A scheduled teleconference on Tuesday between Turkish President Recep Tayyip Erdogan, German Chancellor Angela Merkel and European Council President Charles Michel is expected to be pivotal for a crisis in Greek-Turkish relations which Berlin has been trying to defuse ahead of a summit of European Union leaders later this week.
Although both Greek government spokesman Stelios Petsas and Erdogan’s adviser have indicated that exploratory talks between the two countries can likely resume soon, the message coming out of Berlin on Monday was less optimistic.
German government spokesman Steffen Seibert said there was no progress to report from Merkel’s mediation efforts ahead of the EU summit which starts on Thursday, underlining again that Berlin is appealing for “de-escalation, dialogue and the resolution of the contentious issues through direct talks.”
Another issue to be discussed at the EU summit this week is Cyprus’ veto of EU sanctions against Belarus. At Monday’s EU foreign affairs council, officials drafted a list of 40 Belarusian officials that would face asset freezes and travel bans. However, the Cypriot government refused to sign the list unless the EU moves to impose sanctions on Turkey over its violation of Cypriot sovereign rights in the Eastern Mediterranean.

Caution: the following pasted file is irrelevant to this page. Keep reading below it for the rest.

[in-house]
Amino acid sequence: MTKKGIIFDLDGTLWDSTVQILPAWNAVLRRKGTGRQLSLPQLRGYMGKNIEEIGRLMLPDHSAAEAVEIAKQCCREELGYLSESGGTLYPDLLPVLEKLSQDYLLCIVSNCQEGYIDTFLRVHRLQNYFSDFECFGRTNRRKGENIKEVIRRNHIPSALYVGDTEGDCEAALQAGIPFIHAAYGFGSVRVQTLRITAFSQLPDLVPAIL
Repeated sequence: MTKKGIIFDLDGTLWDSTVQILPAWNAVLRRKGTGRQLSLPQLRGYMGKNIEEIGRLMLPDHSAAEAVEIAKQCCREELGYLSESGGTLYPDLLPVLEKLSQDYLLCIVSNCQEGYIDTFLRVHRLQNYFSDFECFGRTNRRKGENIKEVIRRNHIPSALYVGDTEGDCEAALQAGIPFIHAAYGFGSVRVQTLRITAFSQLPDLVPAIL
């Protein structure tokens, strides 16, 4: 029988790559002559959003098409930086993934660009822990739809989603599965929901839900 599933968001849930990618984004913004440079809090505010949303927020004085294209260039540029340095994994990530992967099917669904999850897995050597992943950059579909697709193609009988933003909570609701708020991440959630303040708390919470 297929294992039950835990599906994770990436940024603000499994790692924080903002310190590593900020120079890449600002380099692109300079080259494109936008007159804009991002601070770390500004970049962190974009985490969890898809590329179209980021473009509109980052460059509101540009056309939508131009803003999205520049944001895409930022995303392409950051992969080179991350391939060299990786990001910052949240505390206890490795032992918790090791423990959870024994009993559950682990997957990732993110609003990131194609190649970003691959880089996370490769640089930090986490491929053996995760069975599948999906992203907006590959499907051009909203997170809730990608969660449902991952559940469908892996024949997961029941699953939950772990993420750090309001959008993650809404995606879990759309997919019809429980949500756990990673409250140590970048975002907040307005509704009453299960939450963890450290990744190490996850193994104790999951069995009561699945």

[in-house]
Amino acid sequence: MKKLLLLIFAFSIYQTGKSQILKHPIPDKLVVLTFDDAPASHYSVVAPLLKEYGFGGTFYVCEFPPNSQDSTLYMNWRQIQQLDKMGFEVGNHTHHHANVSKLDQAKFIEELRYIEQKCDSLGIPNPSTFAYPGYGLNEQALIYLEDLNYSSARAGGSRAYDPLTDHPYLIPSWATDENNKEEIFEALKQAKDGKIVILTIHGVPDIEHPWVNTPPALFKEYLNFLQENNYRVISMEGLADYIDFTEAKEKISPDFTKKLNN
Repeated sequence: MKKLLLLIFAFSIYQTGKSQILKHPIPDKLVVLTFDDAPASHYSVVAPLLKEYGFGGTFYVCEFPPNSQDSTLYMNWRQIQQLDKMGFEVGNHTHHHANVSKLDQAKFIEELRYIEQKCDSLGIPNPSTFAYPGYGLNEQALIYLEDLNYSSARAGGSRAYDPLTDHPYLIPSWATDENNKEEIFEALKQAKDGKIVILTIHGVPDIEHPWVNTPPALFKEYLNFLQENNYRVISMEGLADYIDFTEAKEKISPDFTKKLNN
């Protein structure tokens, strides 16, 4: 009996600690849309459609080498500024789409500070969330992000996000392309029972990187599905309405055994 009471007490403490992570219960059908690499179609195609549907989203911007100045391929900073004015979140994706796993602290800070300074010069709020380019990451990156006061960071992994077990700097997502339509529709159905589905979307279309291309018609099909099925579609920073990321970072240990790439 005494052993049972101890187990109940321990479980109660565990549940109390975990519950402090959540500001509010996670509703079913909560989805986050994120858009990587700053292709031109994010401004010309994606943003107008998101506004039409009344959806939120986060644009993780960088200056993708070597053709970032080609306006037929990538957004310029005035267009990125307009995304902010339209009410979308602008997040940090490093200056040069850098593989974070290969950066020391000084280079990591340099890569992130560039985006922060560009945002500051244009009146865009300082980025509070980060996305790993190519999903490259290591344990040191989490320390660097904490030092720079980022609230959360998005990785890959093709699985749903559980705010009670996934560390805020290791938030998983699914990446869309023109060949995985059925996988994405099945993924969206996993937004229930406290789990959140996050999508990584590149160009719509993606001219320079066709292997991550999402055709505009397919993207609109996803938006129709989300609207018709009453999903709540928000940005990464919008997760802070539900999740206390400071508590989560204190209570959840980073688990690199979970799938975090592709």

The EU’s foreign policy chief Josep Borrell referred to a “high-voltage political problem that the European Council will have to solve.”
There was reportedly some irritation among representatives of some member-states about Cyprus’ stance. However, Borrell said he understood Nicosia’s position and that possible sanctions against Turkey would be a point of discussion.
In Nicosia meanwhile, Greek President Katerina Sakellaropoulou underlined the unity and solidarity between Greece and Cyprus in the face of Turkish provocations. “The two countries maintain a common, solid diplomatic front,” she said during talks with her Cyprus counterpart Nicos Anastasiades.